Reproduced from NOLA.com
NOLA Veggie Fest comes to the New Orleans Healing Center, 2372 St. Claude Ave., this weekend (May 11-12). The timing couldn’t be better, at least if you’re one of the many New Orleanians still trying to digest the meat pies and cochon de lait po-boys consumed during the vast community pig-out that just took place at the Fair Grounds.
Nola Veggie Fest features food vendors, restaurants, cooking demos, speakers, films, product samples and a children’s area. It’s designed for anyone with an interest in healthy eating and new cuisines. But the festival also is a place to see how individual food choices can have an impact on the environment by promoting sustainable lifestyles and animal protection. Much of the focus will be on vegan cuisine.
The festival, which launched in 2009, is a project of the Humane Society of Louisiana. A lead sponsor of the fest is the New Orleans Food Co-op, which operates a community-owned grocery store at the New Orleans Healing Center.
A festival day pass is $15 at the door and includes a T-shirt, tote bag and product samples. The outdoor food vendor area is free and open to the public. (Other ticket options and festival details can be found at nolaveggiefest.com). The festival runs Saturday from 11 a.m. to 6 p.m. and Sunday from noon to 5 p.m.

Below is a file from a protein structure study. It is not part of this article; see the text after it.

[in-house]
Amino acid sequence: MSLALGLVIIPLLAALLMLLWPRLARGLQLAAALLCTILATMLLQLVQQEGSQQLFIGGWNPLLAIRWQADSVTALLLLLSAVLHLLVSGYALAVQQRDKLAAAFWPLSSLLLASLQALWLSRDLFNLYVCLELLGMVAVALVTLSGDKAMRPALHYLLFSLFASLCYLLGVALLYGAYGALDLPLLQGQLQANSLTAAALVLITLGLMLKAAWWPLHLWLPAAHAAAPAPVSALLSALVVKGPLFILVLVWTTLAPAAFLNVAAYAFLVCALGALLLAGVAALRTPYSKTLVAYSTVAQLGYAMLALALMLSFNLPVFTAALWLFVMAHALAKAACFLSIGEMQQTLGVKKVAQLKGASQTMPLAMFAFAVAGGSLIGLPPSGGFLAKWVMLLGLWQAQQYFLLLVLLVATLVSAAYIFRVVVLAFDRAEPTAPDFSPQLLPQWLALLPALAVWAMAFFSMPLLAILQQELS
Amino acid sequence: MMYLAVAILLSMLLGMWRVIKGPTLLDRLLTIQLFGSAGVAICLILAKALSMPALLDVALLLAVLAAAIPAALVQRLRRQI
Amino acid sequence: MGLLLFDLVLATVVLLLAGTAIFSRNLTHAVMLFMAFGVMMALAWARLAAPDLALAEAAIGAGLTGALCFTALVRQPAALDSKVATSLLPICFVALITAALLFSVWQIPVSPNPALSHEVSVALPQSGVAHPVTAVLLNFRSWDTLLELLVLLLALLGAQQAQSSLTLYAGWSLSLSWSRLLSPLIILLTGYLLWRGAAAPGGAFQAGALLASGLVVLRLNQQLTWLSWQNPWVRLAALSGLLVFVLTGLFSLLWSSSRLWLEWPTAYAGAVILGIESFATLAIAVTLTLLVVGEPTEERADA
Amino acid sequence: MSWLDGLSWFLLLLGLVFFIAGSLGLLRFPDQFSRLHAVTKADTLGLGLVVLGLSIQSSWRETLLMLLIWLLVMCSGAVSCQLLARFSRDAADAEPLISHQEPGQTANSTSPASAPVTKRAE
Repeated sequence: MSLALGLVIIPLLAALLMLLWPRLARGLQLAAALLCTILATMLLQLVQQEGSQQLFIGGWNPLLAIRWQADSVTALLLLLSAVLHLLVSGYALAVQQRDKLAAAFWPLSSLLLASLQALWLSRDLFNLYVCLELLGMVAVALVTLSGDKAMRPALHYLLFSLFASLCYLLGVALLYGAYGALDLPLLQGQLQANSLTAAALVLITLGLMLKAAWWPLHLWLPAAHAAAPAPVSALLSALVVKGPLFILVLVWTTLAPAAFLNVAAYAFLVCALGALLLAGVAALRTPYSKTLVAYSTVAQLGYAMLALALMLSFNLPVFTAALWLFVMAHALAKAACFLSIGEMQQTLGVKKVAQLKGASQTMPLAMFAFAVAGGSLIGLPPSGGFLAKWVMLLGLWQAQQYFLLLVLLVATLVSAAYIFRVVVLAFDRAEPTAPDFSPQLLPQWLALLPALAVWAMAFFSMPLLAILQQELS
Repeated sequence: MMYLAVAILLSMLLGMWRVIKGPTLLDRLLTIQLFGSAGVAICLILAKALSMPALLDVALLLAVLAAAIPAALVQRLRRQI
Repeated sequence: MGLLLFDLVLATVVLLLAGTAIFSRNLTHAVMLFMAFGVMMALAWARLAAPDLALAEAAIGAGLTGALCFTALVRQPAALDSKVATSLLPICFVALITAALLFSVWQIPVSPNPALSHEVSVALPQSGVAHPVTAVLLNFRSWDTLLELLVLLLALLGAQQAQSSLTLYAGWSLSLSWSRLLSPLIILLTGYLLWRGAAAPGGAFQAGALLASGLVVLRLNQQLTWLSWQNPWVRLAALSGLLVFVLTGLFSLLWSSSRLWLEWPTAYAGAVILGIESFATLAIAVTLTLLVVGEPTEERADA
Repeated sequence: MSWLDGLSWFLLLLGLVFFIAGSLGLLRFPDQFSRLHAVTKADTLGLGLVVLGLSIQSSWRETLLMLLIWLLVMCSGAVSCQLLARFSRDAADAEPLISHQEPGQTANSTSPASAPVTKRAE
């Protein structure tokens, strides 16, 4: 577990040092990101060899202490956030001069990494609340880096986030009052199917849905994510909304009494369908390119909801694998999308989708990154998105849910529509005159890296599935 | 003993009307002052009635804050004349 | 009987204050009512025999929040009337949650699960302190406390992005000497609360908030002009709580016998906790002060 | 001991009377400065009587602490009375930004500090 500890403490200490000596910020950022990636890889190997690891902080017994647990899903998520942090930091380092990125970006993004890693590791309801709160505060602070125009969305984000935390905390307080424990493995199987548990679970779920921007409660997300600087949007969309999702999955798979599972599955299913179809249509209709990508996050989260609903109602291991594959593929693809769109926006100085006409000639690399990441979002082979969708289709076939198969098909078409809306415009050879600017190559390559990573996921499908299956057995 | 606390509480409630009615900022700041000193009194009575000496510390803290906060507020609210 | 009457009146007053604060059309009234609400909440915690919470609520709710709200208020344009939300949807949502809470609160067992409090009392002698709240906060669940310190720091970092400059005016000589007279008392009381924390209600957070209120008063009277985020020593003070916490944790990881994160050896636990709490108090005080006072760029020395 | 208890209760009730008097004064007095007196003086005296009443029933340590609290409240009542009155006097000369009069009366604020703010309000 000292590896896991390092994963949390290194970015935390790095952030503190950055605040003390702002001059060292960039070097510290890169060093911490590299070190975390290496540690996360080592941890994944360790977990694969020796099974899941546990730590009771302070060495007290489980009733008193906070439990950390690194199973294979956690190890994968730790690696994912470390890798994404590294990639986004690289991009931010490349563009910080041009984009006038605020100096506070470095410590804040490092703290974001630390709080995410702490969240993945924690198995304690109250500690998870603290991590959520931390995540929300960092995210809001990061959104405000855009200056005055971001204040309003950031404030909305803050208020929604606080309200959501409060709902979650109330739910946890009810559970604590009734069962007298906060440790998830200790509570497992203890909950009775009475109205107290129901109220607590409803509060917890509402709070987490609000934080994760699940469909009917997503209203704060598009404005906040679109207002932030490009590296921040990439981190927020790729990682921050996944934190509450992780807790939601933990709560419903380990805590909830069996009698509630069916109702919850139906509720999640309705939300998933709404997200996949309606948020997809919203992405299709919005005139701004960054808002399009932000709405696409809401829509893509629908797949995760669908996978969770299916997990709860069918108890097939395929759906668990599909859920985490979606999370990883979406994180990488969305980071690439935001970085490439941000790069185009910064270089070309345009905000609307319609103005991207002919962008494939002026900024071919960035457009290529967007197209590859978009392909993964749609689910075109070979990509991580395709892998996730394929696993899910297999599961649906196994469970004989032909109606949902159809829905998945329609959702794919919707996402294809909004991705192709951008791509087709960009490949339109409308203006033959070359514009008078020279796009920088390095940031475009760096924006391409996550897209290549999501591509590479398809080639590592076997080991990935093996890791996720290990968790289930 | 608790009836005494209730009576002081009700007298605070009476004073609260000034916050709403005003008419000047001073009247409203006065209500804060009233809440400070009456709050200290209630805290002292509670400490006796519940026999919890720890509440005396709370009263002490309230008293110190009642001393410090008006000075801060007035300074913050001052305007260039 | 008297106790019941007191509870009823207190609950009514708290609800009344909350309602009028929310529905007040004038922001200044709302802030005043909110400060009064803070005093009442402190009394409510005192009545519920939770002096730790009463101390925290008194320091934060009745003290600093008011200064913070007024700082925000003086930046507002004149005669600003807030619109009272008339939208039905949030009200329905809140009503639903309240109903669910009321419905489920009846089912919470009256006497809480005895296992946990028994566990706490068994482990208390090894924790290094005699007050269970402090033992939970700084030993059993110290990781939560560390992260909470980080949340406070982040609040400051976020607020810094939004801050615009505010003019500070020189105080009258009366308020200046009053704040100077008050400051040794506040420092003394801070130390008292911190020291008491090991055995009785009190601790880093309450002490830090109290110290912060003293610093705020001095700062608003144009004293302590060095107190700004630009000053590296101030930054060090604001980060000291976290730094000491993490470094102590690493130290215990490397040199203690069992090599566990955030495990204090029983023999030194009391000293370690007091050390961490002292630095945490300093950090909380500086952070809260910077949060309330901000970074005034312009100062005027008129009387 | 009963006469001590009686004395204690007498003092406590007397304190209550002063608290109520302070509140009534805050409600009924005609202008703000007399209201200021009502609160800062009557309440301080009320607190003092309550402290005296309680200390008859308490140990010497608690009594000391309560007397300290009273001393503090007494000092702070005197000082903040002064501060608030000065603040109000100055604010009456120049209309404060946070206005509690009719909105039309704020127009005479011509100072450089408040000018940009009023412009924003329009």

The NOLA Veggie Fest Afterparty, a fundraiser for the Humane Society, takes place at Café Istanbul in the Healing Center on Saturday from 7 p.m. to 1 a.m. The entertainment includes burlesque and belly dancers and a number of musical groups. Admission is $10. Tickets are available through the festival website.
For another dose of vegetarian food, check out India Fest at the New Orleans Museum of Art on Saturday.
If you have an interest in the sustainable lifestyle issues raised at NOLA Veggie Fest, you might want to look into the Eat Local Challenge 2013. The NOLA Locavores group is encouraging New Orleanians to go 30 days in June eating only foods grown, caught or raised within a 200-mile radius of the city. They hope to “raise awareness of the nutritional, economic, environmental and cultural benefits of eating locally sourced foods.”